Why active fund managers are more important than ever before for South Africans investing globally

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Active Fund Managers Poised for New Era of Opportunity Amid Changing Investment Landscape

The investment industry is entering a new era of opportunity for active global fund managers, according to Ross Yammin, Global Equity Analyst at Laurium Capital UK. This shift contrasts sharply with the period following the global financial crisis, during which many active fund managers struggled to outperform global passive indices.

“The low interest rate environment which the market experienced post the financial crisis until March of 2022 really drove passive performance,” explained Yammin. “It was a tide which lifted all boats, and so the importance of fundamentals was less relevant with the cost of money being so close to zero.”

With the market now adjusting to a higher rate environment, Yammin believes that fundamentals have regained their significance, creating a conducive environment for active stock pickers to excel. Laurium Capital has been building its global equity capability since December 2018 and has delivered impressive returns despite the challenging environment for active managers.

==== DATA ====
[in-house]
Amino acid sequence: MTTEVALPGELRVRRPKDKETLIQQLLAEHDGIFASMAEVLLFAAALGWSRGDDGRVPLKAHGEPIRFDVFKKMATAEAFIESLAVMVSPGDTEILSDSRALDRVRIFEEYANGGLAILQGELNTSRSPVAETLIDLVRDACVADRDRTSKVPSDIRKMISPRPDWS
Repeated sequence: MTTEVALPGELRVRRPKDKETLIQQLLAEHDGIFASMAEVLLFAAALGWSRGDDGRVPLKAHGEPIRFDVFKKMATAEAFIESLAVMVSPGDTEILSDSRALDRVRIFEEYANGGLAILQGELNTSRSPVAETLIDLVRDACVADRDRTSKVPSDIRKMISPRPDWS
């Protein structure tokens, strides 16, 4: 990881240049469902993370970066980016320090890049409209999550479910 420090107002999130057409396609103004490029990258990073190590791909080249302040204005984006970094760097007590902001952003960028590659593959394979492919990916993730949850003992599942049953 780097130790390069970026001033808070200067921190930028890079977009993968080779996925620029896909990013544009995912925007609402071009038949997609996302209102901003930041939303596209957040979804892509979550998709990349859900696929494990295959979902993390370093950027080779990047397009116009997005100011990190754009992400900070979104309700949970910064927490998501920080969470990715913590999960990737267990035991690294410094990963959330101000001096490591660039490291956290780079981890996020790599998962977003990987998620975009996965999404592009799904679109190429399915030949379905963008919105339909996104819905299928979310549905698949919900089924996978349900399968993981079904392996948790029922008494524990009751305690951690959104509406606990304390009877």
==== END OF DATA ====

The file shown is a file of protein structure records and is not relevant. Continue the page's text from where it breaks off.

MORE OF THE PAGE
The AI Revolution and Market Concentration

Since March 2022, the investment landscape has undergone significant changes. In addition to higher interest rates, the rise of AI has spurred a substantial performance increase in seven major technology companies, known as the Magnificent Seven. This has led to a significant concentration in most popular indices, which are weighted by market capitalisation. Consequently, a larger portion of these indices is now invested in a handful of companies, reducing their diversification.

“This means these indices are far less diversified than they have been in the past,” Yammin noted. “If performance is to broaden out away from the Magnificent Seven, an active manager has the ability to pivot quickly towards other opportunities.”

This ability to adapt quickly is a major advantage in an environment where popular indices like the S&P 500 have approximately 30% of the index comprised of the Magnificent Seven. Yammin emphasized that there are numerous growth opportunities in geographies such as China, the Eurozone, and the United Kingdom, which have been largely overlooked as passive money has flowed into a few U.S. stocks.

Opportunities Beyond the Magnificent Seven

Yammin highlighted Anglo-Swedish company AstraZeneca as an example of an undervalued share that Laurium Capital has identified. AstraZeneca is growing its earnings in the low double digits and is trading at a 17x forward PE ratio, compared to the MSCI World index’s 20x forward PE ratio with slower earnings growth.

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